Still, according to experts, there’s no need to alter the desegregation decision in order for Black male educators to return to schools. In fact, Fenwick said there is no “fault of Brown.” The architects of the legal argument included Black men, such as Thurgood Marshall, Charles Hamilton Houston and James Nabrit, Jr.

“[The problem] was not the genius of the Black men who crafted the groundbreaking strategy to move our nation toward being more American — meaning fulfilling the ideals of the Constitution,” Fenwick said.

Massive organized resistance to the new law of the land “crippled” the decision, Fenwick added.

“Everything that failed — in terms of the intention of Brown — was a result of massive resistance, which continued until the late 1970s,” she said.

Even after decades of lost teachers, Black men have risen to prominence in teaching. Many have won or been finalists for the National Teacher of the Year award.

Texas educator Eric Hale was his state’s first Black male teacher of the year, an honor given by the Council of Chief State School Officers, yet Hale told ABC News that it’s still a difficult job. He said it isn’t fair Black students rarely see themselves in schools’ leadership.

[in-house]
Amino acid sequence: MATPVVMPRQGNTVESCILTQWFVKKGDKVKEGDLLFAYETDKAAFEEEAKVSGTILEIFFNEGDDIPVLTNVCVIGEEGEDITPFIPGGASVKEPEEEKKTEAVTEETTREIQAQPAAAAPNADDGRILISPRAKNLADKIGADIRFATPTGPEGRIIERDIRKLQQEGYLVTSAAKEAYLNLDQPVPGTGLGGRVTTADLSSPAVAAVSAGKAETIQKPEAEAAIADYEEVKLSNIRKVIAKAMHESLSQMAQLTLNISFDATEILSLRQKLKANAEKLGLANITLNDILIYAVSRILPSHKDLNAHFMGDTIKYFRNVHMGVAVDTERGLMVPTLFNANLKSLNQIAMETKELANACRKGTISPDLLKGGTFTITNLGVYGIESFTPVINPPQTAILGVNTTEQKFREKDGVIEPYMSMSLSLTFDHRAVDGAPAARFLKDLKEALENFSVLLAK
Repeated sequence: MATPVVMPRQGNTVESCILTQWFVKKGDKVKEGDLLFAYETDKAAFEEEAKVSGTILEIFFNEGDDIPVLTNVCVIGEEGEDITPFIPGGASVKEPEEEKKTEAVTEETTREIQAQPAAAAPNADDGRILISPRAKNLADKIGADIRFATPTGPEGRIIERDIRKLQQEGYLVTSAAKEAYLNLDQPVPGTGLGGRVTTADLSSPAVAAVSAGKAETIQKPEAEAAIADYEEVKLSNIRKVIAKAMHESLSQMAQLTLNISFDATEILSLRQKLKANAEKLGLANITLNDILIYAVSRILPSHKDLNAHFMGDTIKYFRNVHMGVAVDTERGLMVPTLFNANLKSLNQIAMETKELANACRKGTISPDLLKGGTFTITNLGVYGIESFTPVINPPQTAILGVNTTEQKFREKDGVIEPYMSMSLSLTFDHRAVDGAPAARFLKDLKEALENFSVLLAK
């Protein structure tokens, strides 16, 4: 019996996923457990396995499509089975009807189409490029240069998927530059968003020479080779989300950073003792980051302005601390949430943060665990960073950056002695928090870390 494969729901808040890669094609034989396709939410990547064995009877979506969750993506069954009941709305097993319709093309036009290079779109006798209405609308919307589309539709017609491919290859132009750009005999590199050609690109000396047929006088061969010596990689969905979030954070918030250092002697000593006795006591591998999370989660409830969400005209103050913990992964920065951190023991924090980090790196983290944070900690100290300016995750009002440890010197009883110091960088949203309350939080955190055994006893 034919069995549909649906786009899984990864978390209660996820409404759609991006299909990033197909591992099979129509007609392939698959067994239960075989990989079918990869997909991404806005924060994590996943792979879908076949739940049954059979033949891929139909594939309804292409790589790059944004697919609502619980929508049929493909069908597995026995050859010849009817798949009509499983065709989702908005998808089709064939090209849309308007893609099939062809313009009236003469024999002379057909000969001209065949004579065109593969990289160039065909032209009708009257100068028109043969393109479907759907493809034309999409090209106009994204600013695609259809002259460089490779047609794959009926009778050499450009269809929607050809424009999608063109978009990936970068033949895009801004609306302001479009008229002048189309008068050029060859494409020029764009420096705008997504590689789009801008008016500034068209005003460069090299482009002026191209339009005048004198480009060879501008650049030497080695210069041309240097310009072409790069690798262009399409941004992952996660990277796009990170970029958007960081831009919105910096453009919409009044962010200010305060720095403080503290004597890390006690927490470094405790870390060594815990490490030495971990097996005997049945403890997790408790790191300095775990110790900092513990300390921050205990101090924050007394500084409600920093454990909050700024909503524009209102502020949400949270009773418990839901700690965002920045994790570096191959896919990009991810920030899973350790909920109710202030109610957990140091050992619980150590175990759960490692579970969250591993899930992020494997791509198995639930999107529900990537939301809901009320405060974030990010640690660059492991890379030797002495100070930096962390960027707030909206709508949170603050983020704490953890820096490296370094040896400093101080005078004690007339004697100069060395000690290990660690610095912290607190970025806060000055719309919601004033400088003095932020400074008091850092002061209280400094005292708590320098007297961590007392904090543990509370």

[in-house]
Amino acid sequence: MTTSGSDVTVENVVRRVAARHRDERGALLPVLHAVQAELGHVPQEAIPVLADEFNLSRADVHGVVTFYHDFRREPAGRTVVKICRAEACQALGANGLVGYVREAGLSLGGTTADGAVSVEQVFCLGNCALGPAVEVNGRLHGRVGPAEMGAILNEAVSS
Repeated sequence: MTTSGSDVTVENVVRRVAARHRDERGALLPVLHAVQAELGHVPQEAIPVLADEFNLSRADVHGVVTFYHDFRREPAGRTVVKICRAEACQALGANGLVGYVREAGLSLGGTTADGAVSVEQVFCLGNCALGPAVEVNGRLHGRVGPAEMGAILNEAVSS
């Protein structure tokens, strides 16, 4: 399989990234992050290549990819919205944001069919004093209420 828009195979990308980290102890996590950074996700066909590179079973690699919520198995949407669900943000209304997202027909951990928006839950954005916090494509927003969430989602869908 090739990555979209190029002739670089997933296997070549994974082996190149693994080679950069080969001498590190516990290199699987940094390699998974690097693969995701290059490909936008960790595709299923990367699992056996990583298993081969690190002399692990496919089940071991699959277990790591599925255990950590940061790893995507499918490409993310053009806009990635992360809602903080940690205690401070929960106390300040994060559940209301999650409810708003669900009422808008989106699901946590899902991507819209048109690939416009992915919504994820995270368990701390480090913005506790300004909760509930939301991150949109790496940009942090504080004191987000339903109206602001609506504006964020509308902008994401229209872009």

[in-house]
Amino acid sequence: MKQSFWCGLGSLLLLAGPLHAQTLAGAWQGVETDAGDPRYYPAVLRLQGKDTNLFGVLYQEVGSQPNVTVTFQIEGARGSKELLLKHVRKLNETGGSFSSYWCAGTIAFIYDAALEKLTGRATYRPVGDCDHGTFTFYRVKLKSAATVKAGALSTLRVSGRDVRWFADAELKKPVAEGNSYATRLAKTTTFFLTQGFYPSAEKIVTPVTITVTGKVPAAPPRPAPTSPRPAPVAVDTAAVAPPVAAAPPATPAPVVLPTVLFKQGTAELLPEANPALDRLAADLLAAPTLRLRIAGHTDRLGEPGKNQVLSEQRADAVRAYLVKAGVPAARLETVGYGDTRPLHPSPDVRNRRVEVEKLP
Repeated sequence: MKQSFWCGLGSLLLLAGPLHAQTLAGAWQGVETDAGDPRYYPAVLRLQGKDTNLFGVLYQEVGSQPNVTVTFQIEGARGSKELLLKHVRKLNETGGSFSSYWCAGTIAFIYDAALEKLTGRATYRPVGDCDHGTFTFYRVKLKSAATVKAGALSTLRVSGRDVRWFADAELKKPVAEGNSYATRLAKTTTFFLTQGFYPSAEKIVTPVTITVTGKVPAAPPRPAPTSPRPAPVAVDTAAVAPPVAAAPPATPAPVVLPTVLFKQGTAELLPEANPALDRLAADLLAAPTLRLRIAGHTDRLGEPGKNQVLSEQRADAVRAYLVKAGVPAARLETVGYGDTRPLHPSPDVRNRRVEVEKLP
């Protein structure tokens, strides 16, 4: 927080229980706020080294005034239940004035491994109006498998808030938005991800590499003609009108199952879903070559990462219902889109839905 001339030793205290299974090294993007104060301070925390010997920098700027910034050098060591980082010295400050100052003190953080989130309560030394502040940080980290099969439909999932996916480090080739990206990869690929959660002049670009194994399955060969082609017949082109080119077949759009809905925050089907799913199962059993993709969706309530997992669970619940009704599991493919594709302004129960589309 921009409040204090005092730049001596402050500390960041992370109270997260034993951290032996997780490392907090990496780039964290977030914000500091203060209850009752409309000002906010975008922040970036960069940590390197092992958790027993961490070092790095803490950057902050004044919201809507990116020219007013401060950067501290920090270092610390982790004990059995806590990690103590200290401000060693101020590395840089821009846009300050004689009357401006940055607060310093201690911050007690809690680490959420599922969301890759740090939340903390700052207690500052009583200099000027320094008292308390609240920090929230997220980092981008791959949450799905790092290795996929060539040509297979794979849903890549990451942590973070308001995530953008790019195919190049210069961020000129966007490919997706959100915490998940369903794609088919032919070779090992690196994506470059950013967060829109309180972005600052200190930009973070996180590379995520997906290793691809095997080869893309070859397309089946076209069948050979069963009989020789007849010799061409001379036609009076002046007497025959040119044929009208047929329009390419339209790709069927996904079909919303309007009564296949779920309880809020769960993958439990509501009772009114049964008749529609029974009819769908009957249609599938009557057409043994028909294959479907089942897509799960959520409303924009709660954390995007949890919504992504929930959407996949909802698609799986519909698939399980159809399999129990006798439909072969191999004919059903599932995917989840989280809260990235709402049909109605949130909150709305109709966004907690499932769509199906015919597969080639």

“They need to see more people that look like them in leadership positions and there’s no greater leadership position than being an educator,” Hale said.

There should be no “wait time” for a young student to experience Black male teachers, according to Hale.

“Instead of maybe being the first Black man that they’ve had any encounter with, I might be the third or the fourth or the fifth or the 10th that they’ve had a positive relationship with,” he said. “[A Black man] that they know that they can acquire knowledge from that’s going to help them for the future.”